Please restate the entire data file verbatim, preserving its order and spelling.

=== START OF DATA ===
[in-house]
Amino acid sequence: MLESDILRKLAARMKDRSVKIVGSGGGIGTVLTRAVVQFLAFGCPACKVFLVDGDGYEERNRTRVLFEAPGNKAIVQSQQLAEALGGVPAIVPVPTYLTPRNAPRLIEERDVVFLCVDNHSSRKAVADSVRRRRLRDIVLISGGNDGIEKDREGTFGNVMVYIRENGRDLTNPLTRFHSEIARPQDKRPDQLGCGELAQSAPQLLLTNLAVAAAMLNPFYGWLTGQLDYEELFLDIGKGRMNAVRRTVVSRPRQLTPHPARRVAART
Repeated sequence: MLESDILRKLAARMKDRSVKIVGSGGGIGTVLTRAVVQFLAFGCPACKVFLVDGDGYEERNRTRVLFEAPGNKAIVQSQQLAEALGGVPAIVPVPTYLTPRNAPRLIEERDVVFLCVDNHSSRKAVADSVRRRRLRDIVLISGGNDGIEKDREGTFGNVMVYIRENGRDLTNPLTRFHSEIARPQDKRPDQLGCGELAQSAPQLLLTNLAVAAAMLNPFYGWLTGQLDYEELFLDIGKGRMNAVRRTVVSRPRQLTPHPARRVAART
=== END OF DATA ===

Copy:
[in-house]
Amino acid sequence: MLESDILRKLAARMKDRSVKIVGSGGGIGTVLTRAVVQFLAFGCPACKVFLVDGDGYEERNRTRVLFEAPGNKAIVQSQQLAEALGGVPAIVPVPTYLTPRNAPRLIEERDVVFLCVDNHSSRKAVADSVRRRRLRDIVLISGGNDGIEKDREGTFGNVMVYIRENGRDLTNPLTRFHSEIARPQDKRPDQLGCGELAQSAPQLLLTNLAVAAAMLNPFYGWLTGQLDYEELFLDIGKGRMNAVRRTVVSRPRQLTPHPARRVAART
Repeated sequence: MLESDILRKLAARMKDRSVKIVGSGGGIGTVLTRAVVQFLAFGCPACKVFLVDGDGYEERNRTRVLFEAPGNKAIVQSQQLAEALGGVPAIVPVPTYLTPRNAPRLIEERDVVFLCVDNHSSRKAVADSVRRRRLRDIVLISGGNDGIEKDREGTFGNVMVYIRENGRDLTNPLTRFHSEIARPQDKRPDQLGCGELAQSAPQLLLTNLAVAAAMLNPFYGWLTGQLDYEELFLDIGKGRMNAVRRTVVSRPRQLTPHPARRVAART